Public Transportation Vocabulary
I'm sure you've heard about Cuba's classic cars. But have you heard of the gua-gua or the bicitaxi? Due to the lack of resources on this island nation, Cuban's have come up with more than one creative way to get around. Below four of the most common forms of public transportation in Havana are defined.
I arrive at the shaded shelter of a bus stop on a busy Havana street corner. There is one small concrete bench, and a group of about two dozen habaneros (Havana locals) standing under parasols, squatting along the curb, and leaning against a building. Two kids kick a ball between themselves, and a group of teenagers in school uniforms are huddled listening to music and sharing roasted peanuts out of a white paper tube. I call out, “Último?” meaning, “Who’s last?” An older man with thick, tanned skin raises a tired hand. I quickly memorize his face, his jean pants, and red, tucked-in shirt. Once the bus arrives, my place in line will be after him.
This simple yet ingenuous system for forming “lines” makes the frequent activity of waiting in line in Cuba a more bearable, and entirely non-linear process. In Cuba, it is common practice to spend a lot of time standing in line, whether at the bakery or the theater, for internet cards or for the monthly ration. The system of memorizing the order in which individuals arrive allows everyone the flexibility of the standing where they please. You can wander off to buy a guava pastry from a street seller, sit down to read the newspaper on a curb, or plop down in a shady patch under a nearby tree.
The bus – or gua-gua as it is called in Cuba – is notoriously late and always full. At only about 2 cents a ride, it’s a bargain way to travel, but if you believe that time is money, what you save in your wallet, you will almost certainly lose in waiting. The busses zoom around the city, packed to the brim with people, faces and hands pushed up against windows and bursting open doors. The bus system has fixed routes, with the final destination listed on the front of the bus. Nevertheless, finding a map of bus routes is virtually impossible, it is best to ask a local which bus to take. You can probably ask as you stand in line.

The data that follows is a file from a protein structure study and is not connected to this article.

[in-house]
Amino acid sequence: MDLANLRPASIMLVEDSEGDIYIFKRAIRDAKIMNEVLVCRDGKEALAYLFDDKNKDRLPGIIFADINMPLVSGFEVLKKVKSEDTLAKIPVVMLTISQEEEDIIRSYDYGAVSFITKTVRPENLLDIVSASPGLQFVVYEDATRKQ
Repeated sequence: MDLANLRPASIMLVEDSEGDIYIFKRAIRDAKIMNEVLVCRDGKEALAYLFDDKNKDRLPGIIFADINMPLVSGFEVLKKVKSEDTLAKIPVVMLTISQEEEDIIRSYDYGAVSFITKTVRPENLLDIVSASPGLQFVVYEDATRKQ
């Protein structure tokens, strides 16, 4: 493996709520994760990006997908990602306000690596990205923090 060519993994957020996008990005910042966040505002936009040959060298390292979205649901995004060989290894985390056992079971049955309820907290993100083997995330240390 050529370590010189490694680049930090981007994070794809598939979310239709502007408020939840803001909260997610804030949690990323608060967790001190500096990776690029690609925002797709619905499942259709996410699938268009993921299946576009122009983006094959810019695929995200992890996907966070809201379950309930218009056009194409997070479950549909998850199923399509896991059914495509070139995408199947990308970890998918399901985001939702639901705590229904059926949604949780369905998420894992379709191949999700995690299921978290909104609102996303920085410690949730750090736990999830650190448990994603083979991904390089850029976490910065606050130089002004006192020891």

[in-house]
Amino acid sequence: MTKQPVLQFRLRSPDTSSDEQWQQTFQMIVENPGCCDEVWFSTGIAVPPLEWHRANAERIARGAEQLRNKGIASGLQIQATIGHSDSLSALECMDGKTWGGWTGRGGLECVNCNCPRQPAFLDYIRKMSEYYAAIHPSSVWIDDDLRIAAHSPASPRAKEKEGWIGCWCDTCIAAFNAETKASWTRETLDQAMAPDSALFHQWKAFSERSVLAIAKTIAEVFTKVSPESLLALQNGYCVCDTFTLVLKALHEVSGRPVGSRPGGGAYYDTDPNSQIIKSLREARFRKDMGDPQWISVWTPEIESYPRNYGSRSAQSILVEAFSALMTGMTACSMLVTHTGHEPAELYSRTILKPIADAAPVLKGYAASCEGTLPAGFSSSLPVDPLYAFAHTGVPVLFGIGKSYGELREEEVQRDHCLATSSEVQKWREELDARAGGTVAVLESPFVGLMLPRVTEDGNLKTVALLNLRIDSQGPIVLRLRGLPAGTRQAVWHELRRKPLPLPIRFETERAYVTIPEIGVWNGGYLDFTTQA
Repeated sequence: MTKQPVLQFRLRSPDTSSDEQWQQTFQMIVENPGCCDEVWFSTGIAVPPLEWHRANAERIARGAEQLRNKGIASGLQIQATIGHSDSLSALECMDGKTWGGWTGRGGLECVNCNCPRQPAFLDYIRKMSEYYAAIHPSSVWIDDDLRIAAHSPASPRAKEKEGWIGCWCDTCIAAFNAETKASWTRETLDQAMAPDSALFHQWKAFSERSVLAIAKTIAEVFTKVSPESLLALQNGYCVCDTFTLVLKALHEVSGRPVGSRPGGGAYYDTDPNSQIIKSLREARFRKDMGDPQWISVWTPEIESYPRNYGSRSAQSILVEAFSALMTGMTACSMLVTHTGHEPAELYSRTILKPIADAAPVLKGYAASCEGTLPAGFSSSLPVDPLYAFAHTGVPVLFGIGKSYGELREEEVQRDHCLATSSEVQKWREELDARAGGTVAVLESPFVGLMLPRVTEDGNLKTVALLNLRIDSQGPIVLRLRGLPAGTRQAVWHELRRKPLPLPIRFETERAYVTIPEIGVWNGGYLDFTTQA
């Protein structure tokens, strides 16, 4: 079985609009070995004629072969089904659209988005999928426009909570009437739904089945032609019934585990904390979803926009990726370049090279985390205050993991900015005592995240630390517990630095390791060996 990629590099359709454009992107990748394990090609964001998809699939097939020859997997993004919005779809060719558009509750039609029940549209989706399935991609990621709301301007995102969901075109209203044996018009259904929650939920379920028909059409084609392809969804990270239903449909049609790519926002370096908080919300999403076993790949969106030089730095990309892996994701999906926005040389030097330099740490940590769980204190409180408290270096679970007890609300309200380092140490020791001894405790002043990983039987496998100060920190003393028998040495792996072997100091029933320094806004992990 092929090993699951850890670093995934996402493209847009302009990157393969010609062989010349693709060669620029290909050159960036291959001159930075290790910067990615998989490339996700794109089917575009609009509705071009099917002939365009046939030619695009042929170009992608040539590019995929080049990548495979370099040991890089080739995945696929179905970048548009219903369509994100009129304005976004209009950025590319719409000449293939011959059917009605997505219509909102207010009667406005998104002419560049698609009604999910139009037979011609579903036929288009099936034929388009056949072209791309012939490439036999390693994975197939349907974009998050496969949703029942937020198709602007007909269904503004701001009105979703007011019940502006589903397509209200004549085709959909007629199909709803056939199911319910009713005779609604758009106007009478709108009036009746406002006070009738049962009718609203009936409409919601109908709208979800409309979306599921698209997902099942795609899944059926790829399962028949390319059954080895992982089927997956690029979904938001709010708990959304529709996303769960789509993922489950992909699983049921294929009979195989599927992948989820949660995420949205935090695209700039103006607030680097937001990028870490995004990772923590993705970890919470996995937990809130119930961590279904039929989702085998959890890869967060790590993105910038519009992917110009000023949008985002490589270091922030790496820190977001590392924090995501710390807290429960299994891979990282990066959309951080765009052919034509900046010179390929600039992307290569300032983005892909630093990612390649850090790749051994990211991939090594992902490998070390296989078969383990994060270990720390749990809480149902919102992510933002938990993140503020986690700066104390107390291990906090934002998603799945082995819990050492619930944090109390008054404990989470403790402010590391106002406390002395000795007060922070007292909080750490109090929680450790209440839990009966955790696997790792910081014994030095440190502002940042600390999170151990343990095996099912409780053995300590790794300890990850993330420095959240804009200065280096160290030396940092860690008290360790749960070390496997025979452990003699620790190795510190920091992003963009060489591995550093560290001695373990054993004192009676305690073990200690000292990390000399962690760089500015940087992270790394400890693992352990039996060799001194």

2. Taxi rutero
If you are itching to ride a bus, but don’t want to brave the moving saunas of the normal bus system, you can try a taxi rutero. In 2014, Havana’s bus system was greatly improved by the introduction of these smaller yellow busses. They have a fare of 5 Cuban pesos – just under a quarter – but the price increase guarantees air conditioning and seating in the bus. Ruteros will stop wherever you wave them down, but only if they have room. So while you might not be standing in a line to get on, you might be standing around a long time before you find one that is available.
3. Maquina in the form of an almendron
If you dread the waiting game, consider taking a máquina, or shared taxi. The majority of shared taxis are 1950s-era American cars, or almendrones. For many visitors to Cuba, a ride in one of these antique cars is an attraction in itself. Nevertheless, for many Cubans, it is part of their daily commute to work. At 20 Cuban pesos a ride – just over 80 cents – a ride in an almendron will take you halfway across the city on any of a number of fixed routes. These cars are in perpetual repair, carefully nursed to drag out their lives. Many are international hybrids, with an American frame, a Russian engine, and a Chinese transmission. More and more, these cars are spruced up and brought to the tourism industry, where you will see them with glossy coats of paint and reupholstered interiors.
To take a maquina, try hailing a worn-down American car. Provided you are on a road where these cabs run, you can stop them at any curb. You will see habaneros standing on the side of the street making seemingly-odd gestures pointing an index finger downward, toward their head, or toward the street, signaling to drivers which route they want to take. If you don’t know the signs, just wave ambiguously, and let the driver know where you are heading once the car stops.
You can find an escape from a surprise tropical downpour by waving down a bicitaxi. As the name suggests, these are small, two-person carts that are motored by a person on a bike. While they are not particularly speedy, bicitaxis are great for short distances when it is dark, raining, or you are weighed down by shopping bags. They tend to roam the cobbled streets of Old Havana. Negotiate the price before you step in; most short distances shouldn’t cost you more than two or three bucks.
We dare you to try all 4 on your next visit!
Written by: Miriam Psychas
Miriam Psychas has a B.A. in History and Literature of Latin America from Harvard University, and spent a semester studying Cuban history, literature, and culture at the University of Havana. She was based in Havana for the fall of 2014 and 2015 directing a study abroad program and in 2016, traveled frequently to the island for her work in US-Cuba relations. She is an avid Cuban salsa dancer, and finds a rueda community wherever she goes!